Wednesday, June 22, 2016

Summer Intern Position: Boilermaker?

When Chip Mahoney, an 18 year old senior at New Canaan High School approached Valley Railroad Shop Supervisor Wayne Hebert about the possibility of a summer internship, Wayne was a bit skeptical, it is unusual to find young people who want to work on steam locomotives per se, and it would mean a nearly two hour drive each way. 

But Chip is an unusual young man. 

As he put it: “I found myself interested in railroading at a very young age. My parents took me to a 15” gauge miniature railroad in the Berkeley, California foothills one day and I was hooked from then on. Eventually I started to volunteer there, doing track work and later locomotive maintenance. Even at that young age I was captivated by the moving parts, slowly escaping steam, and the people who ran and maintained the equipment”.

“In the steam world you have to do a bit of everything. For the most part my skills as a machinist, welder and general mechanic are self- taught. I read a bit, and try to teach myself how to do something for a specific project. It’s a very “learn as you go” method”.

“I currently attend New Canaan High School. As a graduating senior, the school offers an internship program to students who wish to have practical work experience in the field that they are going to pursue after high school. I approached the Valley Railroad about a possible partnership with the school program and was greeted with enthusiasm for my participation”.

Chip was put to work on steam locomotive No.97, first stabilizing the tender, then turning to the removal of the piping, sand domes and boiler jacket. By that time, it was apparent that well motivated and not afraid of hard work, so his next task was the removal of the boiler tubes and flues in preparation for the Federally mandated 1472 Service Day Inspection. (See prior “Enginehouse Blog Posts” for the background on this)

“It has been a fantastic experience to work with everyone at the railroad. They are like a family, where everyone helps one another with whatever is needed, and more importantly, everyone loves what they do”.

“Here are some of the things I’ve learned so far:

  1. Patience: When something won’t come apart or loose, use more Kroil
  2. Think ahead:  Look at how to make something easier down the road. 
  3. Simplify large projects:  Break down large projects into smaller steps so they are more manageable. Finish one step before starting another”.
Ari Rothman, Chip’s advisor at New Canaan said: “I’m happy that Chip found an opportunity to work and learn in an area of interest that prepares him for his continuing education and career path. The folks at Essex Steam Train have been wonderful mentors and teachers and I truly appreciate all you’ve done with and for Chip. This has been an ideal internship experience!”

Wayne summed it up nicely: “This has been a beneficial experience for all concerned, Chip’s enthusiasm is contagious and he has made a meaningful contribution to the restoration of No.97.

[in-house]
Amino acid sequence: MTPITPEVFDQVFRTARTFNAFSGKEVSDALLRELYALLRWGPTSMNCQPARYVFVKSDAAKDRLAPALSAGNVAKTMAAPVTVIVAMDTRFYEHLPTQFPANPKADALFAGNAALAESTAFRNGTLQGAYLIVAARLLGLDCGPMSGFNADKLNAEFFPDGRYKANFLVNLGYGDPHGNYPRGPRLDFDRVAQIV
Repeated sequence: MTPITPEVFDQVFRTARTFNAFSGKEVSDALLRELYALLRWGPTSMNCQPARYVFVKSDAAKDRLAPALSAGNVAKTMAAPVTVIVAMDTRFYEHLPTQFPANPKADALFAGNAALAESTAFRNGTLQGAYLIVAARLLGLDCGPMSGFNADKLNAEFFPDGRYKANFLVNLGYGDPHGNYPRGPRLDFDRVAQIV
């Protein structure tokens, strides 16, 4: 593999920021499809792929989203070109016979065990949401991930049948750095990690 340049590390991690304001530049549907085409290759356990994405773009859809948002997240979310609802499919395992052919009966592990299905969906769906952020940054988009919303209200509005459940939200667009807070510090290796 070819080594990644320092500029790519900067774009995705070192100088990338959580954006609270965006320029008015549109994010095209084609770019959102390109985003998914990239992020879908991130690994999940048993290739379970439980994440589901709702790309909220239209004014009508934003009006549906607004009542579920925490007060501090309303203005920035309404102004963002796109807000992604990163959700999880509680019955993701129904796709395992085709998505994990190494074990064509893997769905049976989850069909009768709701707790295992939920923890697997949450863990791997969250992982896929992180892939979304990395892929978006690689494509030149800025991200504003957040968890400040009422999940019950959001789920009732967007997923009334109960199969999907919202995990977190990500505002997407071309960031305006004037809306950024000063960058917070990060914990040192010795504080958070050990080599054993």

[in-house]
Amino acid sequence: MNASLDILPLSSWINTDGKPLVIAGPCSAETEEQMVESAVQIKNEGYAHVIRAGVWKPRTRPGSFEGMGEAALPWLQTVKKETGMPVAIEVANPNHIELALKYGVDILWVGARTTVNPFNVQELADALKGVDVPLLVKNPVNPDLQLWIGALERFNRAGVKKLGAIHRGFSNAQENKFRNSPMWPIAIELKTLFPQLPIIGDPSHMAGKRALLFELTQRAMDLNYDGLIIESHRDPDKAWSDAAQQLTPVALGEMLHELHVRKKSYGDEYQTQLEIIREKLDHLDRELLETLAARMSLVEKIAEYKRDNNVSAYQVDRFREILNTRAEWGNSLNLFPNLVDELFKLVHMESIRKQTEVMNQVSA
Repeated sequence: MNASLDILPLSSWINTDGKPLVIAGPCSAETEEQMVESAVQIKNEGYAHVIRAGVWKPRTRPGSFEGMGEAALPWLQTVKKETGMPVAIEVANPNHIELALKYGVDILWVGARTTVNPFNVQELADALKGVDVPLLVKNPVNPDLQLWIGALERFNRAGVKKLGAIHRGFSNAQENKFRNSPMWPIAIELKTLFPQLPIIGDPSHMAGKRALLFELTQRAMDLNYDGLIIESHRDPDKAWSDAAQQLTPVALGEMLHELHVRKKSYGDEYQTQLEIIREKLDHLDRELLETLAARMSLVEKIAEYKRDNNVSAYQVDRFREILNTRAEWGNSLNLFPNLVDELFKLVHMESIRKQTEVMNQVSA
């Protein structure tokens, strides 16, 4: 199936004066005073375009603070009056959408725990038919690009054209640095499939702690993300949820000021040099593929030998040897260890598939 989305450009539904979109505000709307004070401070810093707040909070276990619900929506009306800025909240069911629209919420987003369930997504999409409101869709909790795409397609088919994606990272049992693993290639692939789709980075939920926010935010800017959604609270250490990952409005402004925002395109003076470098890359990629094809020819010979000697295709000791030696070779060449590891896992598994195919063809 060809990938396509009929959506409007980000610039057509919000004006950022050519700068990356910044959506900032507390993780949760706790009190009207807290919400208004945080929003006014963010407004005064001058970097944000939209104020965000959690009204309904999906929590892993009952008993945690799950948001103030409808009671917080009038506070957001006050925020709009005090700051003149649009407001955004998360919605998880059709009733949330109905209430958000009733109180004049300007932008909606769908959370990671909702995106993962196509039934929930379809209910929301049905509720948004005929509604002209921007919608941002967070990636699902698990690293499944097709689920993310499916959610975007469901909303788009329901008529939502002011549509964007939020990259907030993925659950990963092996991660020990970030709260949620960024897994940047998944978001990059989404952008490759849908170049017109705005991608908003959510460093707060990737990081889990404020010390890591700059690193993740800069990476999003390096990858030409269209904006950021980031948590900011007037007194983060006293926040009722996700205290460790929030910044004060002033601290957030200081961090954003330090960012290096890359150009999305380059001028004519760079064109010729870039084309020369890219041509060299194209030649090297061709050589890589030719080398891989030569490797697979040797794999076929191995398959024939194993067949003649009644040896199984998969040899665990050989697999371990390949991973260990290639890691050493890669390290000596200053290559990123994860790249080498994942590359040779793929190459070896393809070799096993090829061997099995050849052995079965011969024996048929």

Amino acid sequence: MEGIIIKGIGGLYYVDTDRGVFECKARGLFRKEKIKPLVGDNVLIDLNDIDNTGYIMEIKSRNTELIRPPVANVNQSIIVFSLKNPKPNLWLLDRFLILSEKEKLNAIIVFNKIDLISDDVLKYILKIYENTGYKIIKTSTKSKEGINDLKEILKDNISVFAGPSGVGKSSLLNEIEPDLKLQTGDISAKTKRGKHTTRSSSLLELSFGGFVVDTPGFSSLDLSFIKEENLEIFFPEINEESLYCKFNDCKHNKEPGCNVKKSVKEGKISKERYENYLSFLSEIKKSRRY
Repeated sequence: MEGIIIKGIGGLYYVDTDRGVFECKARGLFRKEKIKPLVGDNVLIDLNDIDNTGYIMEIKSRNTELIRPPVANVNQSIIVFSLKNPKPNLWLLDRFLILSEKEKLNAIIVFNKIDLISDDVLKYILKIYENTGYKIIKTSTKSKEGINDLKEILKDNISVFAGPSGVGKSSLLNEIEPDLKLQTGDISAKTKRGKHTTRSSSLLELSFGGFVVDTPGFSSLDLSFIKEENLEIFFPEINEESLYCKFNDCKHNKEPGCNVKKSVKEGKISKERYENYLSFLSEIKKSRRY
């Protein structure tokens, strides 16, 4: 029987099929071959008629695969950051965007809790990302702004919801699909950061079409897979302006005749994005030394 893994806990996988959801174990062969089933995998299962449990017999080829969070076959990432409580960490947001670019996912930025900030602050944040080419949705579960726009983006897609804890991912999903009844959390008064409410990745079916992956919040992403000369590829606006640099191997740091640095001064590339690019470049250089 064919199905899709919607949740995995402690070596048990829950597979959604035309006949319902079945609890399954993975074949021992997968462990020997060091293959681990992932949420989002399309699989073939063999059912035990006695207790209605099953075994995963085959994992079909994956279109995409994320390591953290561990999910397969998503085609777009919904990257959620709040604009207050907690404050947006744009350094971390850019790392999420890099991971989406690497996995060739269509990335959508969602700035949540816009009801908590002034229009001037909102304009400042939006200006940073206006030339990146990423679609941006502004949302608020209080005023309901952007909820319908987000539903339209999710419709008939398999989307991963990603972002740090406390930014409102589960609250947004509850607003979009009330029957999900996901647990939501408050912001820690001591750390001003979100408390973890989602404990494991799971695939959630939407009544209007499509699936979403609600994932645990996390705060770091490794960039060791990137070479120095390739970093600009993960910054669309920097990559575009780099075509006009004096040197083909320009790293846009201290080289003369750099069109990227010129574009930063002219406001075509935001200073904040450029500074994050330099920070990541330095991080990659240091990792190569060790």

J.David Conrad

Tuesday, June 14, 2016

Crosstie Renewal in Haddam

The Friends of the Valley Railroad have been busy doing crosstie renewal up in Haddam, just north of Midway Marina.

Credit: Brendan Matthews / FVRR

The team has been working hard, mostly by hand, to bring this track back to life, having not seen regular train service since 1968. In the background is Midway Marina; once they have all their boats in the water, the VRR track crew will get to work unearthing the track in the vicinity of the marina to connect active track with the portion the volunteers are currently working on. 

Credit: Brendan Matthews / FVRR
 The yellow machine (a track bed scarifier) was dragged across the gravel through the marina, as the rails are buried beneath the gravel. The scarifier loosens the ballast material between the ties, then it's all hand work to dig out the ballast, jack up the track, remove the deteriorated tie, and pull a new one in by hand. Then the tie is "tamped" to make it solid, plated, then spiked. A time-honored process!

As this track is opened, it will be used by the Essex Clipper, the Haddam Special Foliage Excursions, and the upcoming Eagle Flyer.

Robert W. Bradway, Jr.
Vice President - Track and Property

Tuesday, June 7, 2016

Found: One Ancient Boiler

During a landscape project last week, we were surprised to discover an ancient boiler buried in the ground. The boiler is typical of the type used in small factories of that era, such as the birch oil mill adjacent to where it was found.

The mill was recently repaired in a joint effort by the Essex Historical Society and the Essex Steam Train & Riverboat, and re-dedicated as the "Yellow Label Mill". The railroad stabilized the building, put on a new roof, and painted / replaced windows; the historical society refurbished signs and created panels that will tell the story of the factory.

The Yellow Label Mill was known as the Birch Mill. It was built in 1915 and used until 1927 to distill and bottle oil from Black Birch twigs. It was reopened briefly during World War II when synthetic birch oil became unavailable.

The great thing about the Birch Mill was that the owners stopped using it, but left it fairly intact. “It was like they locked the building and walked away. It’s virtually a time capsule of industrial history from 100 years ago.” says Essex Historical Society Director Melissa A. Josefiak.

Source: Middletown Press - Dickinson Witch Hazel story comes to life this weekend in Essex (5/12/16)

We believe this to be the only remaining mill of its type in existence. 
J. David